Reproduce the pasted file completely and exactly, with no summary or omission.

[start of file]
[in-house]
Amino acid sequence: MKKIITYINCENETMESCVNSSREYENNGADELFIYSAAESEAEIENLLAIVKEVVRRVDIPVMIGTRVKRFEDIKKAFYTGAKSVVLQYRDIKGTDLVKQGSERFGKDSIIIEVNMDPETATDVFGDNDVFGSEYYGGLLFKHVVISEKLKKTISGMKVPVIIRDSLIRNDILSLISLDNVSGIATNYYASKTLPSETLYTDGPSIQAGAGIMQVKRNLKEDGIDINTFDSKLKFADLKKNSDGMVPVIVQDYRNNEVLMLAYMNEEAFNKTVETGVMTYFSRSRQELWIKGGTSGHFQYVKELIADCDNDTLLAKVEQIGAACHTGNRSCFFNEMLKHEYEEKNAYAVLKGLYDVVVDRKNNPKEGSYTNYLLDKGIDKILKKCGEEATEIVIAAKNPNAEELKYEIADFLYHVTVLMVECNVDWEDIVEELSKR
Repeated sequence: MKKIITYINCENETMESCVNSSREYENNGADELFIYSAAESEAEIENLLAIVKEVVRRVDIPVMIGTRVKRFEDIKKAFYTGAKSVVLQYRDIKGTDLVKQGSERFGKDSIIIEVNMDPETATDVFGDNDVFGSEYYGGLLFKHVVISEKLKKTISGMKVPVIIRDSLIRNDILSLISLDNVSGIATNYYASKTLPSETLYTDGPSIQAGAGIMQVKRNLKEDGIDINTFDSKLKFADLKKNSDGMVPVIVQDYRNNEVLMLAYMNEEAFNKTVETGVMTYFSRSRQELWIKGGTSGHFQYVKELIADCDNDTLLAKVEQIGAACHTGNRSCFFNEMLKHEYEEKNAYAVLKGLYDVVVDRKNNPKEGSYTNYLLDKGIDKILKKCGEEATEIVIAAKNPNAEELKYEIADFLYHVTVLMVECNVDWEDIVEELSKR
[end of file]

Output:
[in-house]
Amino acid sequence: MKKIITYINCENETMESCVNSSREYENNGADELFIYSAAESEAEIENLLAIVKEVVRRVDIPVMIGTRVKRFEDIKKAFYTGAKSVVLQYRDIKGTDLVKQGSERFGKDSIIIEVNMDPETATDVFGDNDVFGSEYYGGLLFKHVVISEKLKKTISGMKVPVIIRDSLIRNDILSLISLDNVSGIATNYYASKTLPSETLYTDGPSIQAGAGIMQVKRNLKEDGIDINTFDSKLKFADLKKNSDGMVPVIVQDYRNNEVLMLAYMNEEAFNKTVETGVMTYFSRSRQELWIKGGTSGHFQYVKELIADCDNDTLLAKVEQIGAACHTGNRSCFFNEMLKHEYEEKNAYAVLKGLYDVVVDRKNNPKEGSYTNYLLDKGIDKILKKCGEEATEIVIAAKNPNAEELKYEIADFLYHVTVLMVECNVDWEDIVEELSKR
Repeated sequence: MKKIITYINCENETMESCVNSSREYENNGADELFIYSAAESEAEIENLLAIVKEVVRRVDIPVMIGTRVKRFEDIKKAFYTGAKSVVLQYRDIKGTDLVKQGSERFGKDSIIIEVNMDPETATDVFGDNDVFGSEYYGGLLFKHVVISEKLKKTISGMKVPVIIRDSLIRNDILSLISLDNVSGIATNYYASKTLPSETLYTDGPSIQAGAGIMQVKRNLKEDGIDINTFDSKLKFADLKKNSDGMVPVIVQDYRNNEVLMLAYMNEEAFNKTVETGVMTYFSRSRQELWIKGGTSGHFQYVKELIADCDNDTLLAKVEQIGAACHTGNRSCFFNEMLKHEYEEKNAYAVLKGLYDVVVDRKNNPKEGSYTNYLLDKGIDKILKKCGEEATEIVIAAKNPNAEELKYEIADFLYHVTVLMVECNVDWEDIVEELSKR